The San Francisco Peaks (the Peaks), located in Northern Arizona’s Coconino National Forest, have been a place of reverence for indigenous peoples since time immemorial. In recent years, however, the environmental integrity and religious significance of the Peaks have been infringed upon by modern economic development efforts that push beyond the scope of reason. The Peaks serve as a spiritual keystone for a number of indigenous peoples in the surrounding region. The Hopi, Navajo, and Yavapai, to name a few, view the Peaks as sacred land where powerful spiritual beings reside. The indigenous peoples that consider the Peaks to be sacred refer to the Peaks by a holy name in their respective languages. The Navajo, for example, refer to the Peaks as “Dook'o'oosłííd”, which roughly translates into “the mountain peak which never thaws.”¹
Enter the Arizona Snowbowl ski resort. The Snowbowl, situated at the base of the San Francisco Peaks, has long been an economic and recreational boon for Coconino County and the surrounding area. Initially afflicted by limited controversy upon its 1938 establishment, concern among environmental activists and tribal citizens alike began to amplify exponentially as a result of the purchase of Snowbowl by Summit Properties.² Summit’s corporate mission was, and still is, to create a world-class ski resort – a process with details which have resulted in an enduring legal battle over the environmental integrity of land sacred to many indigenous peoples.
Controversy reached its zenith following the 2002 contractual agreement between the City of Flagstaff and Snowbowl, in which the City agreed to sell treated effluent to Snowbowl. Effluent is “liquid waste” or “treated and purified wastewater.” Snowbowl intends to use this effluent in the production of artificial snow, which will be allowed to melt into the surrounding environment at the end of its useful life. The U.S. Forest Service granted official permission to Snowbowl to use effluent for this purpose in 2005, a decision that was unsuccessfully contested in court by a number of major indigenous nations and their supporters.³ The Hopi Tribe countered by filing a public nuisance claim in 2010, formulating an argument on the basis that the treated effluent infringes upon public enjoyment of the land by damaging the environment. The Hopi’s public nuisance claim was dismissed by a trial court – but, as of February 2018, the dismissal was reversed by the Court of Appeals of Arizona, Division One.⁴ The Arizona Supreme Court granted a petition of review to Snowbowl and the City of Flagstaff the first week of September 2018, during which the Hopi’s special injury claims underwent extensive scrutiny in the context of Arizona case precedent.⁵ Further action is pending.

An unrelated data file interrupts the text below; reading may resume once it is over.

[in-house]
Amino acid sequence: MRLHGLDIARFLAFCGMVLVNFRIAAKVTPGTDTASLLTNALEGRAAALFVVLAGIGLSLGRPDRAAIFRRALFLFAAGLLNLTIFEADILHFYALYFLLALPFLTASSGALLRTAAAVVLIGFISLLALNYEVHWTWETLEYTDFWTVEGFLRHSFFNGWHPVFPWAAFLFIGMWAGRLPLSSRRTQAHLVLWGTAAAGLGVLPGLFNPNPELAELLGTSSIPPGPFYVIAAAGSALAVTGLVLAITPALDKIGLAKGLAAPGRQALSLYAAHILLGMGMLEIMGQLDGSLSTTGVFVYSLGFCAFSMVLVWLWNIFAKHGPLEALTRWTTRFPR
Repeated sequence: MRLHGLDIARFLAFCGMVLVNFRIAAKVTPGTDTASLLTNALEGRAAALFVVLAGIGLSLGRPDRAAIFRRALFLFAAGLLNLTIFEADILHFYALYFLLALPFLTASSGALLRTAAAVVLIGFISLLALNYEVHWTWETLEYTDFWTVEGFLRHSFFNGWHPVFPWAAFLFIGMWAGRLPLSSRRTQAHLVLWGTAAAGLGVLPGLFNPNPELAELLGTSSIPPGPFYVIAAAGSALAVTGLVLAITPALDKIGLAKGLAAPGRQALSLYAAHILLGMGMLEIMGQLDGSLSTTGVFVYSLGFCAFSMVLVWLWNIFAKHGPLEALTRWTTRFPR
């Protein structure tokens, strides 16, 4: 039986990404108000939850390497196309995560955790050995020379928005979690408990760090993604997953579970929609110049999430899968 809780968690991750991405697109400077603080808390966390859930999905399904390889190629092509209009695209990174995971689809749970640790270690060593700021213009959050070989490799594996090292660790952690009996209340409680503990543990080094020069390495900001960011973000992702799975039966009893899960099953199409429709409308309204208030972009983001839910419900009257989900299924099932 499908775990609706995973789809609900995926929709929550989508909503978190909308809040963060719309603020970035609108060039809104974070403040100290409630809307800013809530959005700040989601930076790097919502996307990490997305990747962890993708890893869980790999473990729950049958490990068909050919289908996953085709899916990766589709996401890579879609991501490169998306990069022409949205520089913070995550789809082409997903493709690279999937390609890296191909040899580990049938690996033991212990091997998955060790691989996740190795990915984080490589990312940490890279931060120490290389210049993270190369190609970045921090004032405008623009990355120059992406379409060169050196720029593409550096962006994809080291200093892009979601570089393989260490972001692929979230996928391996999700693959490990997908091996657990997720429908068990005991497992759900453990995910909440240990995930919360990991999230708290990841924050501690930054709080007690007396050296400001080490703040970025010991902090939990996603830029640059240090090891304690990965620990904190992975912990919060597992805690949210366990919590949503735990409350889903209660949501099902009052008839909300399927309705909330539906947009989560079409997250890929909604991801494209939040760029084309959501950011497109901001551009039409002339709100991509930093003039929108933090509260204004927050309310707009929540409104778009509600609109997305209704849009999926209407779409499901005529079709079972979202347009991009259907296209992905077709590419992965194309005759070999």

The use of treated effluent in snowmaking raises a number of serious concerns from an environmental perspective. Proponents of Snowbowl’s effluent usage downplay the environmental impact, suggesting that the high-quality treatment renders the usage entirely safe. This assertion is misguided, however, as the long-term consequences and chemical alterations of treated wastewater are currently unknown. According to microbiologist Catherine Propper, an analysis of the treated effluent reveals compounds such as pharmaceuticals and steroids, and that“some of the compounds will bind to the soil... get into the aquifers.”⁶ The use of effluent may result in a crippling dose of infringement upon the livelihood of indigenous as chemical alterations to medicinal plants and groundwater alike could potentially result in irreversible cultural repercussions in the long-term. Flora used for ceremonial or spiritually significant purposes may be tainted by the treated effluent’s runoff, rendering the materials useless and thereby damaging the spiritual livelihood of indigenous peoples. Further, because there is no way to contain the entire snowmelt runoff, the surrounding areas may also suffer from unintended environmental consequences, including the contamination of city drinking water and soil. The San Francisco Peaks’ beauty and significance have persisted for centuries – without appropriate action, those traits may well disappear in their entirety.